Now that the season is underway, it is time to start changing your fantasy baseball focus from the draft to snatching up the gems off the waiver wire. The first iteration of the all-waiver team focuses on batters that can be plucked off the wire in 75% or more of Yahoo! leagues. Now, a Yahoo! league is more shallow than an ESPN league or CBS league, mostly due to the lack of CI & MI slots and only three outfielders.  Still, this is a good basis to start from in case one or more of your players go down this week (knock on wood!) or if you have an extra DL slot to slide a player into for later consideration.[Jeff]


C             Nick Hundley                     14%
Everybody forgot about Hundley since a massive chunk of his last season was lost to injury, but in 103 games, he slashed .301/.339/.467. In those 103 games, he chipped in ten home runs and five stolen bases. While the SBs are very unlikely to repeat (he has 13 in his career), his double digit home run power will play. Hundley is a good fix if you got a couple of low-average sluggers, Hundley should help offset that. Of additional note is he managed to go 45 R and 43 RBI in those ~100 games. Given a full season in Coors, he should easily top 70 in each category. Only two catchers topped 70 R and 70 RBI last season: Russell Martin and Buster Posey.


1B           Luis Valbuena                    8%
While Valbuena is the everyday third baseman for the Astros, he qualifies for first base in Yahoo! leagues, and is quite worthy of being pulled off the scrap heap. Like everyone in this territory, Valbuena has his warts (.228 career average), but he provides a ton of power in one of the most potent offenses in baseball. Valbuena’s average is low, but he was one of only 41 players to draw a walk in over 10% of his plate appearances last season (with more than 450 PAs). Unfortunately, he also struck out over 20% of the time, as well (though he struck out at a lower rate than Paul Goldschmidt, among others). Valbuena is 30 now, so he can’t be expected to take a huge step forward, but 25 home runs and even a nominal uptick in his BABIP would mean a productive player available in 92% of Yahoo! leagues.


2B           Devon Travis                      17%
Cue this up while listening to Travis’s rundown. Travis burst onto the scene last season, hitting six home runs in April and a seventh in May before a shoulder injury sent him to the DL, then back to the DL after he was ineffective in his return. He received surgery on the shoulder, and the Blue Jays did not do anything to shore up second base, indicating he is their man when he returns. He was riding a two-week homerless streak when he went on the DL, but that isn’t all that unusual for players who end up with 20 to 25 home runs, as Travis will pace upon his return. He’s basically free in the vast majority of leagues, and the ability to stash him on the DL makes him a free move. He’s due back in May and everyone seems to have forgotten about him. Snag him and see what happens.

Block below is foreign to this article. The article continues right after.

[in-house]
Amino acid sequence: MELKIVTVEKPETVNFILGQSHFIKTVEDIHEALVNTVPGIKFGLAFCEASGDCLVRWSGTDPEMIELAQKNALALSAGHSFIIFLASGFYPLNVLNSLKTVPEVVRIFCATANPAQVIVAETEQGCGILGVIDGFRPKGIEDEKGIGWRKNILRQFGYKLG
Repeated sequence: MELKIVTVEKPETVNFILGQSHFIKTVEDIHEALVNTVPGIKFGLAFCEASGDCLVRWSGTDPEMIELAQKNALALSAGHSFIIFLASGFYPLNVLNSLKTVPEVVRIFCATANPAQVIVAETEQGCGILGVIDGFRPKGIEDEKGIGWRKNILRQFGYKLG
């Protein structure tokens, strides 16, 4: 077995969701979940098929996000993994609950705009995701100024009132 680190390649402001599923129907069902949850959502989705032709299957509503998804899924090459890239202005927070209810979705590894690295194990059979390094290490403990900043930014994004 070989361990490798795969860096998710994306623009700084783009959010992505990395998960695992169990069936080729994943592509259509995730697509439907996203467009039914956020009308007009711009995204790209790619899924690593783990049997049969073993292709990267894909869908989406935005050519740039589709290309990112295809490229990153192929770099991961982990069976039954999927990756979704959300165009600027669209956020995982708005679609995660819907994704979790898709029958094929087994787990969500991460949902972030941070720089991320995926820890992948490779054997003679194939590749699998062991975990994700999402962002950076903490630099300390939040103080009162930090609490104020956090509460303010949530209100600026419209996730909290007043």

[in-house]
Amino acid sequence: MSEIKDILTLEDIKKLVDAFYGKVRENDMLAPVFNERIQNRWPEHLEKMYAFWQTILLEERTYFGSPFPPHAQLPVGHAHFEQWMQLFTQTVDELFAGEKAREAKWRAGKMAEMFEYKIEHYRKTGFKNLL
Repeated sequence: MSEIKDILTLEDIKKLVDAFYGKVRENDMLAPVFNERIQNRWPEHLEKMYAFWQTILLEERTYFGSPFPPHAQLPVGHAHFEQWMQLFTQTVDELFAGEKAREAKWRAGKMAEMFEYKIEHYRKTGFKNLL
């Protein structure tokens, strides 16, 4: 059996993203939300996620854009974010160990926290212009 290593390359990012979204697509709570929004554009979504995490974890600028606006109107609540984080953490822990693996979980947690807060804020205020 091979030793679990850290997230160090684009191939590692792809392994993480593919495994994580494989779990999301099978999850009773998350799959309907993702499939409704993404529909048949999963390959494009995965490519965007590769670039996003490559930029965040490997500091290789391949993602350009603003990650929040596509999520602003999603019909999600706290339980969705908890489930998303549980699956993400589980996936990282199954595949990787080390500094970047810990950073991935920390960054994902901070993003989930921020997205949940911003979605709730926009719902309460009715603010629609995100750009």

SS           Brad Miller                          20%
Full disclosure, I am a Brad Miller truther. In his shortened debut, he put up a 17 homer, 11 steal pace while pulling a decent .265 average. Since then, he has failed to live up to these expectations, even though he finally pulled a double-double season last year (11 HR and 13 SB). His .258 isn’t disastrous in the current day and age, but unspectacular. His stats should fill up across the board. He isn’t recommended for 2B directly, and is more appropriate in a MI slot if your league has one.


3B           Danny Valencia                 22%
Valencia had a torrid spring, and usually the mantra is “Spring Training stats don’t matter.” The only difference is this year with Valencia. During his 108 games with Toronto, he reportedly learned a leg kick from Jose Bautista. This leg kick propelled him up from four home runs in 2014 and eighteen in 2015. He has also shown this type of power before, OPSing .888 in 2013 in Baltimore.  His hot Spring Training got him some helium, so he’s a bit higher than he might be otherwise. Either way, he’s out there in three of four Yahoo! leagues.


OF          Jarrod Dyson                      15%
I outlined the reasons to like Dyson in my all-200s team. In short, he is exactly what people hope Billy Hamilton would be. He has the highest stolen base rate per plate appearance since 2013. He’s on the DL with an oblique strain, but is expected to return before the calendar hits May.

Michael Taylor                   16%
Taylor currently doesn’t outright have a role, but he is the fourth outfielder in Washington, where Jayson Werth, who cannot keep himself healthy, resides. He’s a definite pickup and sit if you have a deeper roster. Don’t expect him to contribute anytime soon, but if he gets his shot, like he did last season, he should at least match his 14 home run, 16 stolen base campaign pace. One huge concern, however: his .282 OBP last season. His speed supports his .311 BABIP, so hopefully he should take a step forward, not back.

Odubel Herrera                 22%
In 147 games last year, the young Herrera got his legs under him quickly. He posted a pretty .762 OPS last season, which isn’t incredible, but he does provide enough with his legs to offset it. If he takes a step forward, he should be a 10 HR, 20 SB player this season. Of major concern is his .387 BABIP, but if he gets his strikeout rate back in line with his career rate in the minors, it would more than offset the BABIP regression.